Burning Wet Wood

Discussion in 'General Preparedness Discussion' started by raMONA, Nov 25, 2008.

  1. raMONA

    raMONA Guest

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    What if you were in a bug out situation and it was storming and flooding everywhere and you couldn't keep your wood dry....

    Is there any way to quickly dry out the wood?

    What are some ideas for keeping your wood dry before it starts to rain?
     
  2. marilynhanson

    marilynhanson Guest

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    You just need to have something set aside that has alot of fuel in it so you can burn the dried wood. I would have matches coated in wax and some other stuff coated in wax or some lighter fluid or sap would be good for flammability / other mishmashes of fuel; then take a knife and chop off parts around the outside that can easily be dried with the fuel source, then start exponentially adding the wood as it gets dry enough to light
     

  3. JeepHammer

    JeepHammer Well-Known Member

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    'Wet Wood' is an Oxymoron.

    Due to it's closed cellular structure, wood can't be 'Wet'.
    It can have water on the outside, but it's still dry as a bone on the inside.
    Split the wood, and it will be dry inside.

    Wood shavings, smeared with petroleum jelly and kept in a plastic bag are virtually 'Water Proof', and make GREAT tender to get a fire started.
    Other cellulose material is very good tender too, wood, paper, cotton, grasses, ect.

    Smeared with a volatile petroleum compound for added fuel, the cellulose structure works as a Wick', like in a candle, and that makes for some very easy to light, and very effective fire starting tender!

    The only way wood can be wet internally is when it's dried out enough the cell walls have broken down (dry 'Rot'),
    OR,
    The wood has been wet long enough the cell walls have broken down.
     
  4. dunappy

    dunappy Well-Known Member

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    Agreed "Wet wood" isn't really wet. You would seriously be supprized at what burns even after become "wet" from rain etc. Basically if you have some dry tinder and an all weather fire starting device ( ie lighter etc) you can always get your wood "dried out" enough to burn. I used to work as a wildland firefighter. We would do prescribed burns in the middle of the winter with wood piles that were snow covered. You get the pile hot enough the snow melts/ evaporates and that wood pile is roaring away.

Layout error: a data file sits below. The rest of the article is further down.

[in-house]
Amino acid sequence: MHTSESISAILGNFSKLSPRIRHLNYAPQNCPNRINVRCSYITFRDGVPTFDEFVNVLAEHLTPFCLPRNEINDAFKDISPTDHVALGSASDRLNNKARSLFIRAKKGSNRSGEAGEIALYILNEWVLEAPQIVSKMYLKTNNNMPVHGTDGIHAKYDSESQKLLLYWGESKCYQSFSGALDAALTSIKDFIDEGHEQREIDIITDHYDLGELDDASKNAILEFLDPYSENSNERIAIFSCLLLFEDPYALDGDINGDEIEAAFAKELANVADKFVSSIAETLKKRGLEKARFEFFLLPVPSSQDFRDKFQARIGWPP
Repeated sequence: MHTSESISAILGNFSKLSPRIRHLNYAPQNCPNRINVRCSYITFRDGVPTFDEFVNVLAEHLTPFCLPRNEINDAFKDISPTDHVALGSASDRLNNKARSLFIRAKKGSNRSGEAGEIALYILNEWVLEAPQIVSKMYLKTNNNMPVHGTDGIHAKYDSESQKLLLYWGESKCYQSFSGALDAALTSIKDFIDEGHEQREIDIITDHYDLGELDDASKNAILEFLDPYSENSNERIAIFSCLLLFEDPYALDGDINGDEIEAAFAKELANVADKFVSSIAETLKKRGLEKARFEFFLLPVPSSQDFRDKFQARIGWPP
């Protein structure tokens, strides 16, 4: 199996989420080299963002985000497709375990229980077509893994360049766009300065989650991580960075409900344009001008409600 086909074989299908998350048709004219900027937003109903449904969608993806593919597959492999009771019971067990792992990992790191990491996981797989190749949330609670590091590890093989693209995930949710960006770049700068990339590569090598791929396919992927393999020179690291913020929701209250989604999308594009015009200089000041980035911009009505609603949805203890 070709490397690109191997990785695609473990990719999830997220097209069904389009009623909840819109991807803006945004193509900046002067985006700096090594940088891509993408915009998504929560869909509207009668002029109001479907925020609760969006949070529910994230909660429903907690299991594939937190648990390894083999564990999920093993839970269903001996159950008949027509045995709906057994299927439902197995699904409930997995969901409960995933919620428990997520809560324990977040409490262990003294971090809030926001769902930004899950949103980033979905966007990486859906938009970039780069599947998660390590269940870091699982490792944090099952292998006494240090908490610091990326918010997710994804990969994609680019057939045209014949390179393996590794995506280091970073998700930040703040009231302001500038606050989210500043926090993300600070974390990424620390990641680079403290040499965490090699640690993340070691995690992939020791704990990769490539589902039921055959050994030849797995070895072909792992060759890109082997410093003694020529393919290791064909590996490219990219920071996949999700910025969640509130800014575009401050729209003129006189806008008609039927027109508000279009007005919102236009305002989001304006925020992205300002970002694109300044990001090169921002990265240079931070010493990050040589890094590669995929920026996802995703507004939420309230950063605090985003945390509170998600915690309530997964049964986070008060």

However if it's raining and you are out side. you still want to protect your fire from excessive damp especially if it rains for days in a row. I don't have to worry about that here, but if you do,first you need to build or find a sheltered area to place the fire. Then you should have a sheltered area to place your wood. It can still get a little 'wet" and still be good to burn. Once you get the fire started. You place a few pieces at a time on the hot fire and then keep on going. The hotter the fire the faster the damp on the outside evaporates back off.

    And good outdoor firestarters include a mixture of 3 parts diesel to 1 part gasoline. or a long burning road flare. Those things seriously get hot and will light even snow covered wood piles on fire.
     
  5. TechAdmin

    TechAdmin Administrator Staff Member

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    I've burned a lot of "wet" wood in my day out at the ranch camping. It will smoke more but it burns just fine after getting started.
     
  6. Shultze 3

    Shultze 3 Guest

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  7. interacting

    interacting Survival News Video

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    I use a twig stove to burn wet wood, starting the fire with a cotton ball finger painted with petroleum jelly. Then I add tinder and thin twigs, working up to thicker twigs. The key is to feed it air. If you are interested, you can see it here:
    Burn Wet Wood
     
  8. Viking

    Viking Well-Known Member

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    I've covered firewood with pieces of bark off of Douglas fir, cedar and other thick barked trees. It's also possible to drape fir or cedar boughs over your wood supply at an angle that can drain away a great deal of the rain. I've also laid firewood at a slant so that water drains off which helps keep water from getting under the bark. One other thing that might help is stacking firewood around the base of trees, I often see deer beds at the base of trees where they can get out of some of the rain or snowfall so it's a fair place to keep wood a bit drier. A lot depends on the types of trees you have available. Out here in SW Oregon fir, pine and cedar are the common evergreens with some varieties of oak and other hardwoods. One thing that I've done for starting fires under rain or snow conditions is to find pitch balls that form on pine and fir bark and put them with twigs, aged pine needles and dead branches from the base of fir and pine trees.
     
  9. lotsoflead

    lotsoflead Well-Known Member

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    Are you talking wet wood or green wood, wood that is cut and split is not like hay, that it will soak up all the rain coming down, it will soak up water if left in a pool or pond of water for a few days.. green wood can be burnt, but will have to boil the water out of it as it burns giving off little heat.
     
  10. Viking

    Viking Well-Known Member

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    From what I read of the original post it sounds like the wood has dried and it's an issue of keeping it dry without the benefit of tarping or woodshed.